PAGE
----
In these days after the death of Nelson Mandela, we’re all absorbed by reflections on the tremendous impact of one of the greatest leaders of our time.
Here’s one trait that especially inspires me: focus. I understand that Mandela once spent three solid days on a single chess match. That degree of focus and single-mindedness for issues both big and small is a guide for making change in our communities. With so much to do, where should we as leaders focus our energies to move families beyond poverty to a legacy of opportunity?
At Ascend at the Aspen Institute, we believe two-generation approaches — which meet the needs of, and create opportunities for, children and their parents together — are an important part of the answer. Last September, Ascend at the Aspen Institute and The David and Lucile Packard Foundation hosted a forum on Innovations in Early Childhood. Ascend Fellows, and other national and early childhood experts, pushed each other to think honestly about how to focus our two-generation efforts around the windows of opportunity within early childhood. Ascend recently released a summary of the key takeaways from the forum, which you can read here.
Building on that discussion, these are my top three areas of focus in 2014:
1) The Rearview Mirror. We are all anxious to find new solutions, innovations, and policy opportunities. But we need to spend equal time looking back at past two-generation attempts to improve communities. Although these conversations can be challenging, time spent “reverse-engineering” past policies and implementation strategies in order to understand our failures is essential to future progress.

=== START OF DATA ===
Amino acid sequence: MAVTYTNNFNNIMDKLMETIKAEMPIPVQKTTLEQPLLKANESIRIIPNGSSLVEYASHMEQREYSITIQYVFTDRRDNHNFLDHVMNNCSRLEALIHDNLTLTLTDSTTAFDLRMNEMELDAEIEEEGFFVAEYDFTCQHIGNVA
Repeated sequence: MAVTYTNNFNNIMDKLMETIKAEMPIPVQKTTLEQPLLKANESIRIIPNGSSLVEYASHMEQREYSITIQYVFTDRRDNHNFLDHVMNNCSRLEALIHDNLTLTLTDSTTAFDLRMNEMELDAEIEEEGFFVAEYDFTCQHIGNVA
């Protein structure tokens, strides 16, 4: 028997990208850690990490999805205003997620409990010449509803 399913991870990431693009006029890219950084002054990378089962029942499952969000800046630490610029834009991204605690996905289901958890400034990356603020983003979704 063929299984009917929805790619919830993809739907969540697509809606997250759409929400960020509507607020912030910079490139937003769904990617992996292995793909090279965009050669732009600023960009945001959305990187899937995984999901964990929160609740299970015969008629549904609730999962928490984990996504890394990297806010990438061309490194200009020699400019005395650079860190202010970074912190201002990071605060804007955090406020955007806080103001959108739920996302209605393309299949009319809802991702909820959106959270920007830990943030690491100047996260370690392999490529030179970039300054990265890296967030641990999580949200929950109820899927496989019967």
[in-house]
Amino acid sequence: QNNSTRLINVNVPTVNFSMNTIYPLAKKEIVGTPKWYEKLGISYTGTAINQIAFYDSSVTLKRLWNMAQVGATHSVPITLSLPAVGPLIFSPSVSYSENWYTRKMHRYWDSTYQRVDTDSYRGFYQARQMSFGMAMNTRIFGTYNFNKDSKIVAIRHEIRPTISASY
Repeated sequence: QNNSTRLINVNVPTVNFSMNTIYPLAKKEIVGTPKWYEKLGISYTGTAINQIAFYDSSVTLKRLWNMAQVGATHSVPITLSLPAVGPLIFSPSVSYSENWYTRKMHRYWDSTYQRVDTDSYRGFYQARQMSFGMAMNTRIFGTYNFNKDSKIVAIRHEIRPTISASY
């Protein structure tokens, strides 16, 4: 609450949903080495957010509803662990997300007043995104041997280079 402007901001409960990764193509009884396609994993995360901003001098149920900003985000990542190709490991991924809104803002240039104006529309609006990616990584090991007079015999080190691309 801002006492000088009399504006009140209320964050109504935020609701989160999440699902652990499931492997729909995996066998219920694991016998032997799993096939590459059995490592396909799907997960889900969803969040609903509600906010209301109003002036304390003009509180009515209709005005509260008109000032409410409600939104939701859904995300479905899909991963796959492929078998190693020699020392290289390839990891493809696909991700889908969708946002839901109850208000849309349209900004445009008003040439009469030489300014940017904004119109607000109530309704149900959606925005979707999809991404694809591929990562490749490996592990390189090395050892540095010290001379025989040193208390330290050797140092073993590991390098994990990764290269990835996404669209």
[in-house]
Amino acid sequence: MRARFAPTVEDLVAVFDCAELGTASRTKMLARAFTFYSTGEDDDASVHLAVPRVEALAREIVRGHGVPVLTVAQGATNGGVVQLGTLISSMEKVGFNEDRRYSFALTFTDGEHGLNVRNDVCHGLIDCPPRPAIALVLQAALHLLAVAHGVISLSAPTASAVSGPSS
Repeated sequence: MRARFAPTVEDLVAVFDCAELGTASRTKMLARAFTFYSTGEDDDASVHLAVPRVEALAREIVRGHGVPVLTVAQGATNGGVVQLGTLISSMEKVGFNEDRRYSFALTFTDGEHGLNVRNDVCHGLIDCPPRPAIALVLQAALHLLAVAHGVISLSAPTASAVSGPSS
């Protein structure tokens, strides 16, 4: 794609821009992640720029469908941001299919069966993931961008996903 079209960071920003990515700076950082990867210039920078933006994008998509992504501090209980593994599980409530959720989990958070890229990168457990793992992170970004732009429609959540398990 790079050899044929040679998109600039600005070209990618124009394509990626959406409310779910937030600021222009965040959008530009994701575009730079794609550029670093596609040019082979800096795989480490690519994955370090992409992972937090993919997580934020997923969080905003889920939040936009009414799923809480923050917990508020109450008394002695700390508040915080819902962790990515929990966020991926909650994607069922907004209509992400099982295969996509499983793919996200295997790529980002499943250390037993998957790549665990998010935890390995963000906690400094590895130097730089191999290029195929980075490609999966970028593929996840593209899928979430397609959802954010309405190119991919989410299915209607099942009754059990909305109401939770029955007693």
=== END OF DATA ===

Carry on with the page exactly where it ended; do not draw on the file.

2) The Cornerstone of Health and Well-Being. There’s no question: without solid physical and mental health and well-being, the best programs and services in early childhood, adult training, and education can’t be maximized. Next year, Ascend will dig into this issue — finding new opportunities to support health and well-being within two-generation strategies.
3) A Policy Plum. I can’t remember a policy conversation in 2013 that didn’t start or end with frustration around the apparent Gordian knot of federal progress. But there are opportunities with bipartisan appeal waiting. Let’s dedicate 2014 to finding one or two policy plums to advance two-generation strategies, and let’s re-commit to making change. This fall, the Ascend team has spent many hours deliberating policy opportunities in early childhood. We look forward to releasing our top recommendations in 2014.
Effective two-generation work is hard. Success comes only with effort, dedication, and heaps of frustration. We all need inspiration — to expand a program, press for better results, or spur state or federal policy change. Find your inspiration — be it the toddler who helps a crying classmate, the first-generation college student and parent who completes a degree, or those international leaders who motivated you to embark on a career of service. And know that your work is our inspiration!
Jennifer Stedron is senior program manager at Ascend at the Aspen Institute, the national hub for breakthrough ideas and collaborations that move children and their parents toward educational success and economic security.